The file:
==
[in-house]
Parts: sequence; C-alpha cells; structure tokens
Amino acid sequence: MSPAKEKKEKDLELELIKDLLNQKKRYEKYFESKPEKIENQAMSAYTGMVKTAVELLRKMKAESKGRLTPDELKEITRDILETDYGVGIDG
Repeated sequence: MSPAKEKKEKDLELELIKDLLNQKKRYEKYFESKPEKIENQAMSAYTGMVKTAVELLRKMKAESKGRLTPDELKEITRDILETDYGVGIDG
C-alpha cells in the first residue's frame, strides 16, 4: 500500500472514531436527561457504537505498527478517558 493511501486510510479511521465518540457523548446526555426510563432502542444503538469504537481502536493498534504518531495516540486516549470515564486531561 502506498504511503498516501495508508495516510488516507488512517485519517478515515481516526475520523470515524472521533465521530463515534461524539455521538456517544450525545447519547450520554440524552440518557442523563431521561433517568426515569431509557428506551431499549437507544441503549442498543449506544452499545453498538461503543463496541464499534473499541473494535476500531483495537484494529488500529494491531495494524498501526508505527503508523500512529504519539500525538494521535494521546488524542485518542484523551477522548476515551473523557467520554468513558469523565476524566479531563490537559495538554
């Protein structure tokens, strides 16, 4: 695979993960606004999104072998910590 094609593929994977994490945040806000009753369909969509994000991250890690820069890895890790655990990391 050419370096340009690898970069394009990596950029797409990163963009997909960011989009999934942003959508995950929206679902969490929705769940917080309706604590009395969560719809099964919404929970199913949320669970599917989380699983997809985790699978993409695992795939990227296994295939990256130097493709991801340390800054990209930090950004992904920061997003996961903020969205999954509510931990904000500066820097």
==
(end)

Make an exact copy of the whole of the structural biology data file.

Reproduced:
[in-house]
Parts: sequence; C-alpha cells; structure tokens
Amino acid sequence: MSPAKEKKEKDLELELIKDLLNQKKRYEKYFESKPEKIENQAMSAYTGMVKTAVELLRKMKAESKGRLTPDELKEITRDILETDYGVGIDG
Repeated sequence: MSPAKEKKEKDLELELIKDLLNQKKRYEKYFESKPEKIENQAMSAYTGMVKTAVELLRKMKAESKGRLTPDELKEITRDILETDYGVGIDG
C-alpha cells in the first residue's frame, strides 16, 4: 500500500472514531436527561457504537505498527478517558 493511501486510510479511521465518540457523548446526555426510563432502542444503538469504537481502536493498534504518531495516540486516549470515564486531561 502506498504511503498516501495508508495516510488516507488512517485519517478515515481516526475520523470515524472521533465521530463515534461524539455521538456517544450525545447519547450520554440524552440518557442523563431521561433517568426515569431509557428506551431499549437507544441503549442498543449506544452499545453498538461503543463496541464499534473499541473494535476500531483495537484494529488500529494491531495494524498501526508505527503508523500512529504519539500525538494521535494521546488524542485518542484523551477522548476515551473523557467520554468513558469523565476524566479531563490537559495538554
């Protein structure tokens, strides 16, 4: 695979993960606004999104072998910590 094609593929994977994490945040806000009753369909969509994000991250890690820069890895890790655990990391 050419370096340009690898970069394009990596950029797409990163963009997909960011989009999934942003959508995950929206679902969490929705769940917080309706604590009395969560719809099964919404929970199913949320669970599917989380699983997809985790699978993409695992795939990227296994295939990256130097493709991801340390800054990209930090950004992904920061997003996961903020969205999954509510931990904000500066820097």